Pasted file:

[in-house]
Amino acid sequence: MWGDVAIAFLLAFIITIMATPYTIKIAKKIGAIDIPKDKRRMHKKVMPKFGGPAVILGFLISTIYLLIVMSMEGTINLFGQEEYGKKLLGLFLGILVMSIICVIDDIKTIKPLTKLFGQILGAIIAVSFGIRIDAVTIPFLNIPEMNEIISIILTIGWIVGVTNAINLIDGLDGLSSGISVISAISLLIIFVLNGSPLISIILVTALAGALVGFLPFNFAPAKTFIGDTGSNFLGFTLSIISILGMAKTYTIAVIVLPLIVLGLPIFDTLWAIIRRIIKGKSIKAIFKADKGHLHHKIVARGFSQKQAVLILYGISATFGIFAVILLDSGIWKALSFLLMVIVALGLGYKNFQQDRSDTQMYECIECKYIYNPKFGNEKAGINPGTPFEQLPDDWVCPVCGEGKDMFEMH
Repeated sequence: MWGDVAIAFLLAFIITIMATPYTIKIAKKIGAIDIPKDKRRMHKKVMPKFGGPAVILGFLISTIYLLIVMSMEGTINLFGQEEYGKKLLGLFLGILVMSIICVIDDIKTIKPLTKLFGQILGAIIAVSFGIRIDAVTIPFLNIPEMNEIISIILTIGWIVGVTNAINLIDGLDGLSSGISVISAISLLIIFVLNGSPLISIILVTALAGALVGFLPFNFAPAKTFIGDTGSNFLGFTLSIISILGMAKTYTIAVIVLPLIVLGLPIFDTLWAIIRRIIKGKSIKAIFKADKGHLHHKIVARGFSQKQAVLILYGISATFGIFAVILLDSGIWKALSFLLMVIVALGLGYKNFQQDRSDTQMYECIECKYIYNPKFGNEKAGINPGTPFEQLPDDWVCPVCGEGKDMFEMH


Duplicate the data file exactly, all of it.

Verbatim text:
[in-house]
Amino acid sequence: MWGDVAIAFLLAFIITIMATPYTIKIAKKIGAIDIPKDKRRMHKKVMPKFGGPAVILGFLISTIYLLIVMSMEGTINLFGQEEYGKKLLGLFLGILVMSIICVIDDIKTIKPLTKLFGQILGAIIAVSFGIRIDAVTIPFLNIPEMNEIISIILTIGWIVGVTNAINLIDGLDGLSSGISVISAISLLIIFVLNGSPLISIILVTALAGALVGFLPFNFAPAKTFIGDTGSNFLGFTLSIISILGMAKTYTIAVIVLPLIVLGLPIFDTLWAIIRRIIKGKSIKAIFKADKGHLHHKIVARGFSQKQAVLILYGISATFGIFAVILLDSGIWKALSFLLMVIVALGLGYKNFQQDRSDTQMYECIECKYIYNPKFGNEKAGINPGTPFEQLPDDWVCPVCGEGKDMFEMH
Repeated sequence: MWGDVAIAFLLAFIITIMATPYTIKIAKKIGAIDIPKDKRRMHKKVMPKFGGPAVILGFLISTIYLLIVMSMEGTINLFGQEEYGKKLLGLFLGILVMSIICVIDDIKTIKPLTKLFGQILGAIIAVSFGIRIDAVTIPFLNIPEMNEIISIILTIGWIVGVTNAINLIDGLDGLSSGISVISAISLLIIFVLNGSPLISIILVTALAGALVGFLPFNFAPAKTFIGDTGSNFLGFTLSIISILGMAKTYTIAVIVLPLIVLGLPIFDTLWAIIRRIIKGKSIKAIFKADKGHLHHKIVARGFSQKQAVLILYGISATFGIFAVILLDSGIWKALSFLLMVIVALGLGYKNFQQDRSDTQMYECIECKYIYNPKFGNEKAGINPGTPFEQLPDDWVCPVCGEGKDMFEMH